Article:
This also applies to the actual role playing in the game. Many players want to be able to impact a story with more than their sword but this can be incredibly intimidating. One of the number one fears people have is public speaking. While many of us roleplayers were drama geeks and love the spot light, many others are just nerds that like a good story and fantasize what it would be like to be a part of one. Making sure that a new player has the opportunity to speak up without being forced to is key. If you have some really good actors in the group, it might also be a good idea to let them have a scene away from those players so they don’t feel like they are being upstaged and outshined by them.

Make sure all your players get a moment in the spotlight.

Make sure all your players get a moment in the spotlight.

For a lot of games, there also exists the idea that you have to “earn your fun” when you play. You start out as a low level character and gradually have to gain levels until you reach a point where you can actually start doing impressive things instead of just being a dirt farmer trying to kill a goblin with a pitchfork. If a new player comes in with grand ideas of being Hercules or Merlin only to discover that their options are more like Strongish Guy and Hedge Wizard, the fantasy loses a lot of its appeal. While definitely not true of all games, most classic games based on character levels don’t let you have any really interesting tricks for quite a while. While you can’t really get around this except by starting at higher level or playing a different game, it is often a constraint that potential players will run into and can get soured on.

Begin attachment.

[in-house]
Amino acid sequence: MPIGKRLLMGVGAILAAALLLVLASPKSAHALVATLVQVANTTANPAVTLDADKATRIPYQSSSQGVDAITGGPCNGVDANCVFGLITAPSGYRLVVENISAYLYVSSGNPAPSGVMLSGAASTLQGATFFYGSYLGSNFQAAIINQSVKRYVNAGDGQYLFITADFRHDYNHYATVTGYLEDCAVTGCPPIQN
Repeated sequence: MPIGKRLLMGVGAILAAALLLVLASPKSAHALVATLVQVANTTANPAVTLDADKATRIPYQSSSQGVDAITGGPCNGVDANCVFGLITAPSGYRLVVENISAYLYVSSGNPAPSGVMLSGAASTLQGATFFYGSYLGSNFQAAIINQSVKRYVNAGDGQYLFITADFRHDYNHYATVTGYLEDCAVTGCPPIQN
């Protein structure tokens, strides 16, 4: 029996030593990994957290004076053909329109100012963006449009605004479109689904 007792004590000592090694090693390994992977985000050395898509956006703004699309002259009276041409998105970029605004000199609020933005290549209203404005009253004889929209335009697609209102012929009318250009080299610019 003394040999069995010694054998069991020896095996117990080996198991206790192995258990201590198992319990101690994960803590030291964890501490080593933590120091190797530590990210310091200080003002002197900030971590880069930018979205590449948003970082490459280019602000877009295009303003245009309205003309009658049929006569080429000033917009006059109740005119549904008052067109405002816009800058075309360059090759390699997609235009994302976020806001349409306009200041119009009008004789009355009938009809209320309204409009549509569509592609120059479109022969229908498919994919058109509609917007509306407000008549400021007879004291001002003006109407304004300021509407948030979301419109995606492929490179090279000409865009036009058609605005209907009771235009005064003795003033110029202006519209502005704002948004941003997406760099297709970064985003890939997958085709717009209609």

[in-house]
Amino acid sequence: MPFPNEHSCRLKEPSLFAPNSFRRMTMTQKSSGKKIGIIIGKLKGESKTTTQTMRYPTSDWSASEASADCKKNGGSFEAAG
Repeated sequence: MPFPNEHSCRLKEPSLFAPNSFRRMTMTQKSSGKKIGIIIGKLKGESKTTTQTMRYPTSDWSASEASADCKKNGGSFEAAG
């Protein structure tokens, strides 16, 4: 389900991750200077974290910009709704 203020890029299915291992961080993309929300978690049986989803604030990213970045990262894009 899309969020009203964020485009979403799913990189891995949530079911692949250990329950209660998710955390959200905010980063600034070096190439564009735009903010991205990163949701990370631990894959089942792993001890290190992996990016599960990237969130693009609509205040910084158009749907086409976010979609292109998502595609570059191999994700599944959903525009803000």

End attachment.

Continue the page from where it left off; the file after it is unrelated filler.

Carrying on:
Of course, one of the more annoying barriers to entry for new players is cost. This is especially true if you are looking at a player that is trying to start getting into it themselves instead of someone dragging them into it. If you think maybe you want to get into RPGs and start looking into what you need, it can seem pretty expensive. You’ll need the core rulebook, of course, and depending on the system you might want to pick up a monster compendium and since you’re new you’ll probably be eyeing that GM guide so you know what to do when you run a game. We’re already at about $100-120 dollars and then you’ll want dice and miniatures and maybe a playmat and all of these things are for a game that you don’t even know if you’ll be able to or want to play. Most nerd hobbies end up being fairly expensive but they usually don’t also come with having to rely on a large group of other people in order to enjoy it. This can be alleviated by finding a group to play with that will let you borrow things but if you were wanting to start a game with your buddies, that doesn’t really help.

The money you could have if you weren't such a goddamn nerd.

The money you could have if you weren’t such a goddamn nerd.

I left for last what is probably the biggest reason for why we don’t see a lot of new players which is the stigma that gaming in general and roleplaying in particular has in society. Most people when they think of RPGs just have an image of awkward nerds in the basement playing D&D. Even someone that is already inclined toward being a huge nerd will look at roleplaying as somehow “too geeky”. There is, unfortunately, no good fix to get around that other than having people be more open about the hobby and showing others that it isn’t some weird hobby for outcasts. If we can talk about the hobby less as some shameful secret thing we do in the shadows and more as a fun game with friends, maybe people will be less likely to think of it as being strange.